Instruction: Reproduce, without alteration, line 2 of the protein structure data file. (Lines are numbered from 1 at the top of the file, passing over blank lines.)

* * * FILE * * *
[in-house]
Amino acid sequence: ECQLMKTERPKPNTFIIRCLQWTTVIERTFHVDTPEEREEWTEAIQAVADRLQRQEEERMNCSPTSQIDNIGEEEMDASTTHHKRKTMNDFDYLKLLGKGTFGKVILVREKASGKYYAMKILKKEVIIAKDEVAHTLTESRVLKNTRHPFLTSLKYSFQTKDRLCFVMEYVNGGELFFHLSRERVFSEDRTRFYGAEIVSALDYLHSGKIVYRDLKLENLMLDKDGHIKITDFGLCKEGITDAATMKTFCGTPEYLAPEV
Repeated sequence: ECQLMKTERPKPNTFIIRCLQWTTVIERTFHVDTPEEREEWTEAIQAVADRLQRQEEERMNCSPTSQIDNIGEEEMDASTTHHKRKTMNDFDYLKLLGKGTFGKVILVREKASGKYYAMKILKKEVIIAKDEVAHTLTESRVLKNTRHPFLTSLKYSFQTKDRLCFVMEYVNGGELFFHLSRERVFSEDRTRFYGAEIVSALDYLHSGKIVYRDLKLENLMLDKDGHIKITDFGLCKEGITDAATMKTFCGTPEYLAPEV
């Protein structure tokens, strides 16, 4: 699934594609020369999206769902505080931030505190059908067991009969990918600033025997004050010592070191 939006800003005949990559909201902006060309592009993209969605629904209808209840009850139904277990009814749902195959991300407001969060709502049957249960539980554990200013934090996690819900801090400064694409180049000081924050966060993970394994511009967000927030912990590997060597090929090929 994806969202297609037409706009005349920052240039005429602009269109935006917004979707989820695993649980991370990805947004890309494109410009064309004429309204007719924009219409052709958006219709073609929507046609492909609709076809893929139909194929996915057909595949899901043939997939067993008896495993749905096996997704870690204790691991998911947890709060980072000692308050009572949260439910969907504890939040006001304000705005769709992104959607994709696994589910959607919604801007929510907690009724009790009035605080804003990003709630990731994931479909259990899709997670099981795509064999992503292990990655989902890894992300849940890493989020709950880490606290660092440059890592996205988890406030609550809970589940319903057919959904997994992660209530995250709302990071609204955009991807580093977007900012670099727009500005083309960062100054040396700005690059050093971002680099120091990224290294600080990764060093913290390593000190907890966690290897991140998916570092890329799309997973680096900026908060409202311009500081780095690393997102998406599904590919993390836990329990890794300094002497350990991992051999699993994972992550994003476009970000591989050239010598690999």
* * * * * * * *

Amino acid sequence: ECQLMKTERPKPNTFIIRCLQWTTVIERTFHVDTPEEREEWTEAIQAVADRLQRQEEERMNCSPTSQIDNIGEEEMDASTTHHKRKTMNDFDYLKLLGKGTFGKVILVREKASGKYYAMKILKKEVIIAKDEVAHTLTESRVLKNTRHPFLTSLKYSFQTKDRLCFVMEYVNGGELFFHLSRERVFSEDRTRFYGAEIVSALDYLHSGKIVYRDLKLENLMLDKDGHIKITDFGLCKEGITDAATMKTFCGTPEYLAPEV